From farm to table, how robots are invading the food industry

We’re now at a point where we’ve progressed so far that food production is being taken over by machines.
6:57 | 08/06/20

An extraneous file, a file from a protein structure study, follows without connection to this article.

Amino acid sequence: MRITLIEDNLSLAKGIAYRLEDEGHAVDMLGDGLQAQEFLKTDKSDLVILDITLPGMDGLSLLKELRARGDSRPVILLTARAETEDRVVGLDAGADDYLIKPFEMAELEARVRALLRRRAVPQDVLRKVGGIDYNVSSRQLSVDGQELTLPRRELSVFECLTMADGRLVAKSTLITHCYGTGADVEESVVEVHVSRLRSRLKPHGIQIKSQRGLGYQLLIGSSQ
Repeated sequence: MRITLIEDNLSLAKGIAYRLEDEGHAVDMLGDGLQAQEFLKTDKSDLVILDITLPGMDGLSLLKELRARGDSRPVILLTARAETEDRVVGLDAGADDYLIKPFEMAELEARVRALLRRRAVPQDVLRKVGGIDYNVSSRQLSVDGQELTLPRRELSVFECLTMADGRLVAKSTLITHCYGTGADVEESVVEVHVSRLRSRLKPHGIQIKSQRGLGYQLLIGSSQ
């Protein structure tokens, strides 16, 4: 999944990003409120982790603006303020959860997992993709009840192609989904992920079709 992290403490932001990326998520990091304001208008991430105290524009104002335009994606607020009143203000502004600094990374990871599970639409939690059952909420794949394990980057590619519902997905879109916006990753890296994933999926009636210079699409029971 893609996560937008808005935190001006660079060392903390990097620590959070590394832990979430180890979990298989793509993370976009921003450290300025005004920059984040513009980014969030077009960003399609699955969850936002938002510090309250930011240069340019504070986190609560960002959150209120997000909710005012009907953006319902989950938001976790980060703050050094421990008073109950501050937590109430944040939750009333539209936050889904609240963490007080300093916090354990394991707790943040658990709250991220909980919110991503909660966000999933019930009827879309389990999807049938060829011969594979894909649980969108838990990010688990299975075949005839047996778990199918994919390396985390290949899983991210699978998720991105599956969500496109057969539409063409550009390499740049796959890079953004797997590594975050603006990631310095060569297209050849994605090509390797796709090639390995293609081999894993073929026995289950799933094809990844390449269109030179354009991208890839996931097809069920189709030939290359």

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Transcript for From farm to table, how robots are invading the food industry